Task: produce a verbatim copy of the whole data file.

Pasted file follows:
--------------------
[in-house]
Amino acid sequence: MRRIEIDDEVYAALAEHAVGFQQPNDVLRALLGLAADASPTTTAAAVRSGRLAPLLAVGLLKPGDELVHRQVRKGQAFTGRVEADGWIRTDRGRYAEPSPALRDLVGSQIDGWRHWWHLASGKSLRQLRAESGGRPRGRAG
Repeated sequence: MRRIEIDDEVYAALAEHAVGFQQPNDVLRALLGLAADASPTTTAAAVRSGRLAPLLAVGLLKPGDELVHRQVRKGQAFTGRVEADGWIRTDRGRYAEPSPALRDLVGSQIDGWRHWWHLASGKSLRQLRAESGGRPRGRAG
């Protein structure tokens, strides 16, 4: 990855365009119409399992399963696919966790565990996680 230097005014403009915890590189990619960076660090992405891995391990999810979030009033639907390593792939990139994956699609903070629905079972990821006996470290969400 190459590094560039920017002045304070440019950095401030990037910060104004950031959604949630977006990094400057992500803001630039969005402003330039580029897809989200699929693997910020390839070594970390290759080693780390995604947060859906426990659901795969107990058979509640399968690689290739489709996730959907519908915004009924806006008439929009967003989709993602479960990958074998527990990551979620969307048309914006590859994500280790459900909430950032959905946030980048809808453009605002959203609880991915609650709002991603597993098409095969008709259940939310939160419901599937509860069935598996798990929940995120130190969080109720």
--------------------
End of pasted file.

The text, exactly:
[in-house]
Amino acid sequence: MRRIEIDDEVYAALAEHAVGFQQPNDVLRALLGLAADASPTTTAAAVRSGRLAPLLAVGLLKPGDELVHRQVRKGQAFTGRVEADGWIRTDRGRYAEPSPALRDLVGSQIDGWRHWWHLASGKSLRQLRAESGGRPRGRAG
Repeated sequence: MRRIEIDDEVYAALAEHAVGFQQPNDVLRALLGLAADASPTTTAAAVRSGRLAPLLAVGLLKPGDELVHRQVRKGQAFTGRVEADGWIRTDRGRYAEPSPALRDLVGSQIDGWRHWWHLASGKSLRQLRAESGGRPRGRAG
């Protein structure tokens, strides 16, 4: 990855365009119409399992399963696919966790565990996680 230097005014403009915890590189990619960076660090992405891995391990999810979030009033639907390593792939990139994956699609903070629905079972990821006996470290969400 190459590094560039920017002045304070440019950095401030990037910060104004950031959604949630977006990094400057992500803001630039969005402003330039580029897809989200699929693997910020390839070594970390290759080693780390995604947060859906426990659901795969107990058979509640399968690689290739489709996730959907519908915004009924806006008439929009967003989709993602479960990958074998527990990551979620969307048309914006590859994500280790459900909430950032959905946030980048809808453009605002959203609880991915609650709002991603597993098409095969008709259940939310939160419901599937509860069935598996798990929940995120130190969080109720």